“[T]his technology has the potential of bringing in millions of people who are currently excluded from economic activity.”
So says Lesetja Kganyago, governor of the South African Reserve Bank (SARB), the country’s central bank. Speaking on the sidelines of the Davos conference in Switzerland with BizNews.com earlier this month, Kganyago remarked on the tech’s potential to improve conditions for financial inclusion.
The governor has expressed openness toward the technology in the past, remarking in August that the SARB was “willing to consider the merits” of blockchain. Meanwhile, banks in South Africa have tested the tech for months, a collaboration that has since grown to include the SARB itself, among other regulators.
In terms of potential use cases, Kganyago highlighted the tech’s possible use in enhancing government services, telling the publication:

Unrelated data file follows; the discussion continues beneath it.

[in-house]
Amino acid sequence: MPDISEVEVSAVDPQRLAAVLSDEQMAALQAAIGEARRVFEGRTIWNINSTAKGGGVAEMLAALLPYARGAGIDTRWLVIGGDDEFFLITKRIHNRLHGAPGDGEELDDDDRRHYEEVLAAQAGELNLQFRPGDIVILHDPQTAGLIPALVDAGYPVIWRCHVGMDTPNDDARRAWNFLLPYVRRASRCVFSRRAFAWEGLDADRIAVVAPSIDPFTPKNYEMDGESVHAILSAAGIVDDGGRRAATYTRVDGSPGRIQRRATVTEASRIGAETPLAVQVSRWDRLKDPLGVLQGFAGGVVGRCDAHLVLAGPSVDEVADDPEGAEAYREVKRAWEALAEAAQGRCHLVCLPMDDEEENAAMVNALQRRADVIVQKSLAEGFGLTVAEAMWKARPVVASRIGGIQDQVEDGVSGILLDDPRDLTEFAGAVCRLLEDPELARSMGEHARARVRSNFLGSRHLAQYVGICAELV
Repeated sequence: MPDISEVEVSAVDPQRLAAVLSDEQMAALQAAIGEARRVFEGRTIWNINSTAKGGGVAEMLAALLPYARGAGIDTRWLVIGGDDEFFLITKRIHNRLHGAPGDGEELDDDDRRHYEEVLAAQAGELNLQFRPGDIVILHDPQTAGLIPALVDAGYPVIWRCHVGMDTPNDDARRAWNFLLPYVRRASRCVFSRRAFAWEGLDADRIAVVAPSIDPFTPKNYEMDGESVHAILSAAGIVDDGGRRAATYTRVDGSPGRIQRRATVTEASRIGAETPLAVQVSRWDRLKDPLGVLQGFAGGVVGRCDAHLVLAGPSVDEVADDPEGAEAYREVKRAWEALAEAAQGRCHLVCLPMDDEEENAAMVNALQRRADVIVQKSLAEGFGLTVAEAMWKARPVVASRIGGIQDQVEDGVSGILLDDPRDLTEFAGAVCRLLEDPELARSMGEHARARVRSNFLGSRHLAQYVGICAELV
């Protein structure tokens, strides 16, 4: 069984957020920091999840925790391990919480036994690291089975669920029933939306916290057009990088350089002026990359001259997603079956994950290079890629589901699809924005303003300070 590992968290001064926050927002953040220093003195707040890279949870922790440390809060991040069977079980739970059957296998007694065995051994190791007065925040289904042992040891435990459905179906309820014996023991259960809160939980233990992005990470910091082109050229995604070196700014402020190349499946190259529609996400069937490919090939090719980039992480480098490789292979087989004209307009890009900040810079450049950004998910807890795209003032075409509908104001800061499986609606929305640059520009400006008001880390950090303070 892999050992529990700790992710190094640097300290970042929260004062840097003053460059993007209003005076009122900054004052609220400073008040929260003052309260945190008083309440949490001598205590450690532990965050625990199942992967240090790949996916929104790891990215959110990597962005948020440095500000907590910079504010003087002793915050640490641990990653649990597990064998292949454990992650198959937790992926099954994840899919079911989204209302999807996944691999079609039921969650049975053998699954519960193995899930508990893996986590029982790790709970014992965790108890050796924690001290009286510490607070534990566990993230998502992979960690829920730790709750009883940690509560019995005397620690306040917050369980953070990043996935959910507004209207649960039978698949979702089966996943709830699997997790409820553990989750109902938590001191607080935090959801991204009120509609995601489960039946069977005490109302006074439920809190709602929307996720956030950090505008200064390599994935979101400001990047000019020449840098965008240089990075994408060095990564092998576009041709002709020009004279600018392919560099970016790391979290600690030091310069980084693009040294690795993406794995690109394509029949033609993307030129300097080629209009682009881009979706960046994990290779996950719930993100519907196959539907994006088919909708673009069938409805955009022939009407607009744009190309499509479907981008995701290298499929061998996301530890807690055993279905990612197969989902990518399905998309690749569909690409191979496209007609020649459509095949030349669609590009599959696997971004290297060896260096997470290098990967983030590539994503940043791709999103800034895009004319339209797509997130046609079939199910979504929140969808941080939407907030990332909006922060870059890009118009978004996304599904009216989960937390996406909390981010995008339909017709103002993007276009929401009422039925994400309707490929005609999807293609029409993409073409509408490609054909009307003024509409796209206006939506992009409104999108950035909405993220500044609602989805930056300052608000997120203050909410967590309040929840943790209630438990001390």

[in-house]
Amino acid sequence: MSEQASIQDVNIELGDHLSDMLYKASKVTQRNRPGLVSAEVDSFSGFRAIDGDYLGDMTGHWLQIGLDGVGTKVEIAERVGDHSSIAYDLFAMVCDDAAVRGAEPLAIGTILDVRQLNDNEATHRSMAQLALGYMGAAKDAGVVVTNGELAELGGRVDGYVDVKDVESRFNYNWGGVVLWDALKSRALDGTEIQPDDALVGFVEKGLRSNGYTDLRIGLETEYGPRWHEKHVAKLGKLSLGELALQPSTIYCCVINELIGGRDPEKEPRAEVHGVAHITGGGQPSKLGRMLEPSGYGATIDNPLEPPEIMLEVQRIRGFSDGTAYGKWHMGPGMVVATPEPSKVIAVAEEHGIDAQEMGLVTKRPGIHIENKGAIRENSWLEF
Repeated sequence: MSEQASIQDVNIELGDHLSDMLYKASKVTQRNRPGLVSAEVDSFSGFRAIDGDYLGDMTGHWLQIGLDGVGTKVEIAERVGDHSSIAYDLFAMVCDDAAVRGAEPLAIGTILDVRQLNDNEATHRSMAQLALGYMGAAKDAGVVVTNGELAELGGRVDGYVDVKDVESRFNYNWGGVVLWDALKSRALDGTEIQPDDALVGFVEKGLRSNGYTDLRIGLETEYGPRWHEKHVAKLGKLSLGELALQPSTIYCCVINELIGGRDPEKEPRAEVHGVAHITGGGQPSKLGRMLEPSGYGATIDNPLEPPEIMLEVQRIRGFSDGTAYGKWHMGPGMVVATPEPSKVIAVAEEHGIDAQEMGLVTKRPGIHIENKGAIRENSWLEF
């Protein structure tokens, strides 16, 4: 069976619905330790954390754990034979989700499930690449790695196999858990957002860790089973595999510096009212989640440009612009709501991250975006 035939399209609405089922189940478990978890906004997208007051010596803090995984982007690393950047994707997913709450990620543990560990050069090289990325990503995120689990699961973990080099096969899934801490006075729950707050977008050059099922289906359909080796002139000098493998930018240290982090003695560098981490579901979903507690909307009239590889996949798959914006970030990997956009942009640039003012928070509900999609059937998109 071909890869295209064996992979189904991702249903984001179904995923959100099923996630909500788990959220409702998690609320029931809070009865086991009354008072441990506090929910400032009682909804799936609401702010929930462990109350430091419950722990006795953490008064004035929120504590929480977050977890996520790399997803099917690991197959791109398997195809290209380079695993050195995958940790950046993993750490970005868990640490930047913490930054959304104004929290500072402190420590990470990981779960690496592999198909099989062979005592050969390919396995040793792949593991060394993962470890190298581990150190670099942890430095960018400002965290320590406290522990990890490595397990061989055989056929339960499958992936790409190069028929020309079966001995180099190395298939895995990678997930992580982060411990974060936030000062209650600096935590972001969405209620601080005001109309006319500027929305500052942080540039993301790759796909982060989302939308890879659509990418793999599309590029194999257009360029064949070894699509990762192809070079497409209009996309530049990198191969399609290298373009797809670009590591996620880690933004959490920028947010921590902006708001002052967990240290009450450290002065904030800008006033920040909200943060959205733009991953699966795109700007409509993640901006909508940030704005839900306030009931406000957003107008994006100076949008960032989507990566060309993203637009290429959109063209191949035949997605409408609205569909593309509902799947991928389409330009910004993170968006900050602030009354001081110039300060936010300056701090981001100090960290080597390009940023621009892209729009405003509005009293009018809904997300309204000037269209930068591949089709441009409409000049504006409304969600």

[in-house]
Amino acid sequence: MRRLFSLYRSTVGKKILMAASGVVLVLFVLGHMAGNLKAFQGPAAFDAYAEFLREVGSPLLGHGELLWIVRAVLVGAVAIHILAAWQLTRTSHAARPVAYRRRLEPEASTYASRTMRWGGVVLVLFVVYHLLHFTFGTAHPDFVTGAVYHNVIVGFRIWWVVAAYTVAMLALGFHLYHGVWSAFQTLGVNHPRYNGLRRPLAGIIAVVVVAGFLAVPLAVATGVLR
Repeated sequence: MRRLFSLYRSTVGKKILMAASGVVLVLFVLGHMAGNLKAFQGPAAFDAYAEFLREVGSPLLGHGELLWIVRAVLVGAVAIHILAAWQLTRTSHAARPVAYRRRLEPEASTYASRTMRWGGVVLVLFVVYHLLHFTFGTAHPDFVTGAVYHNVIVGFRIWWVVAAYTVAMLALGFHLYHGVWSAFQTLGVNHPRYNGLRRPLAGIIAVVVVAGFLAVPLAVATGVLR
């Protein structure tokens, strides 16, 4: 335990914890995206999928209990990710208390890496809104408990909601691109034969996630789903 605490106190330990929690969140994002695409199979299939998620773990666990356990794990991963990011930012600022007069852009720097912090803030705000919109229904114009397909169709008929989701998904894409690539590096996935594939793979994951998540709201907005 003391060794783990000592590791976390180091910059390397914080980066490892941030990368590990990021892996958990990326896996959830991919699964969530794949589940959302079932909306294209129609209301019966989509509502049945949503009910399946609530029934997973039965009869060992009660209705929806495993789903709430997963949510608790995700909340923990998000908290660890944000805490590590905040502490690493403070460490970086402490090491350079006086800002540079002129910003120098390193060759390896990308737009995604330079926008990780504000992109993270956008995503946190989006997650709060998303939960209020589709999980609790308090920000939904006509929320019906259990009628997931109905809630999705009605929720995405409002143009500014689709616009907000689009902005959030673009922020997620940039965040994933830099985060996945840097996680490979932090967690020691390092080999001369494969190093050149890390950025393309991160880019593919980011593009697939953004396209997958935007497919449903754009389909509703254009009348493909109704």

“It has the potential of automating so many government processes and makes the delivery of services by governments super-efficient. People think that it’s in its early days, but it is already being used in so many different respects.”
In the interview, Kganyago also touched on the environment in which this work is being pursued within South Africa’s finance sector, describing it as a positive one.
“South Africa is very good at structuring national conversations and the conversations between the tax sector, the banking sector, and the regulators is actually a very useful conversation that is taking place,” he remarked.
Image via YouTube/CNBC Africa
central bankingSARBSouth Africa
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